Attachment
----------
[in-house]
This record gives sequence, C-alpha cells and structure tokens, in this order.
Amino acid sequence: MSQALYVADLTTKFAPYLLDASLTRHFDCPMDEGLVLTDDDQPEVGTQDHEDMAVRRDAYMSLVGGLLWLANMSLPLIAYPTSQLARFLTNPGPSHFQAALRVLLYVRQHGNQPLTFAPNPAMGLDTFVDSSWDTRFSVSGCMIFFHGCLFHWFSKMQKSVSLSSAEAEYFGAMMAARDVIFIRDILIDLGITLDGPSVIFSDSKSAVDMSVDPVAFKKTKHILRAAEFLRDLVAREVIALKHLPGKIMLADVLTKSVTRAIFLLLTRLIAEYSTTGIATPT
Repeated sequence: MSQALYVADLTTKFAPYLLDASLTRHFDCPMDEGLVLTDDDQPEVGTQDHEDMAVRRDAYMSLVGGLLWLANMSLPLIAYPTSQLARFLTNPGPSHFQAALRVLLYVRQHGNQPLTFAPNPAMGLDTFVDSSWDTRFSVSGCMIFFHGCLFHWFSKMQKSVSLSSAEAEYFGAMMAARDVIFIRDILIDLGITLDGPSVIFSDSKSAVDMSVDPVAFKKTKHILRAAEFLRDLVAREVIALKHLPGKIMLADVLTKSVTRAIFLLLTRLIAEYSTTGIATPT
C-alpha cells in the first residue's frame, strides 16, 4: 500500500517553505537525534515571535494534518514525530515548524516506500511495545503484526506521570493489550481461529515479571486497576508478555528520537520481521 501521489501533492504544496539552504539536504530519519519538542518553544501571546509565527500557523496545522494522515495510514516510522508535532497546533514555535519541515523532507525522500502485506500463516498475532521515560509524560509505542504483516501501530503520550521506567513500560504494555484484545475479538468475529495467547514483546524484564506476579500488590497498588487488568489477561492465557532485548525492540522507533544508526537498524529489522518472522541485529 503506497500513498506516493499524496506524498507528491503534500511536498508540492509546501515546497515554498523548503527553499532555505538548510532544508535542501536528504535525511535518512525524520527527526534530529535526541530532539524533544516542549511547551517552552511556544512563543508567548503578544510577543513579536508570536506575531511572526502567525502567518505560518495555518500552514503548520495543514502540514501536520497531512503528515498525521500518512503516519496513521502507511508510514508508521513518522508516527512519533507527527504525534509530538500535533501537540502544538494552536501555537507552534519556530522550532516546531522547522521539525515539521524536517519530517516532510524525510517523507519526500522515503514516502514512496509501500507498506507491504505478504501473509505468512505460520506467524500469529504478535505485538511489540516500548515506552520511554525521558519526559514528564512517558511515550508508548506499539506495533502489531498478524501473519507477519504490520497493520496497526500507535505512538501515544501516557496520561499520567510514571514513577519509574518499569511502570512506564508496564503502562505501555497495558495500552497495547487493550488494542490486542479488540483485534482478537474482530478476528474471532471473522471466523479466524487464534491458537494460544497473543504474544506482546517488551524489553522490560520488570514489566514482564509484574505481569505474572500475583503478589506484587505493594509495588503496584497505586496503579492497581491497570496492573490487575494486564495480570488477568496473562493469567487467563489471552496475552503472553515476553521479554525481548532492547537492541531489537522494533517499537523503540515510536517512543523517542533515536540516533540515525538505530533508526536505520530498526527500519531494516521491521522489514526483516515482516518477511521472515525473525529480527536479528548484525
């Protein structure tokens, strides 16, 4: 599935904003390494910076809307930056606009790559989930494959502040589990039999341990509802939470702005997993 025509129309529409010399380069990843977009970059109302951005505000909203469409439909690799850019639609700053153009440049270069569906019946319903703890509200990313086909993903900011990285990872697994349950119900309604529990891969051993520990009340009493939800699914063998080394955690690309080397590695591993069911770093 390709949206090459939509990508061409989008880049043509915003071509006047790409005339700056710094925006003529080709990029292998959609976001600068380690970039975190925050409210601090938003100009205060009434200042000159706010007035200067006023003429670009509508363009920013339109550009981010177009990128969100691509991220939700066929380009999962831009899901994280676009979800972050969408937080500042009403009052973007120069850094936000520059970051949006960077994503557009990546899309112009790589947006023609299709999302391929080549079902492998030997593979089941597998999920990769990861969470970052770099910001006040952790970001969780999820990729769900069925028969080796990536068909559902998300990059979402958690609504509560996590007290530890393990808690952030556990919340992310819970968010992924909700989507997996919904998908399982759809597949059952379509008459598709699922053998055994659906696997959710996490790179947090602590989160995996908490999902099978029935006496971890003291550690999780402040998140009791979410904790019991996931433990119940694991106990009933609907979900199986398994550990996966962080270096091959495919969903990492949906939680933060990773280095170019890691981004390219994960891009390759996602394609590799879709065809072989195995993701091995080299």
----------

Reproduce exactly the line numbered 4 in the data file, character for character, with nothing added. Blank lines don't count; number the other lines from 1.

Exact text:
Repeated sequence: MSQALYVADLTTKFAPYLLDASLTRHFDCPMDEGLVLTDDDQPEVGTQDHEDMAVRRDAYMSLVGGLLWLANMSLPLIAYPTSQLARFLTNPGPSHFQAALRVLLYVRQHGNQPLTFAPNPAMGLDTFVDSSWDTRFSVSGCMIFFHGCLFHWFSKMQKSVSLSSAEAEYFGAMMAARDVIFIRDILIDLGITLDGPSVIFSDSKSAVDMSVDPVAFKKTKHILRAAEFLRDLVAREVIALKHLPGKIMLADVLTKSVTRAIFLLLTRLIAEYSTTGIATPT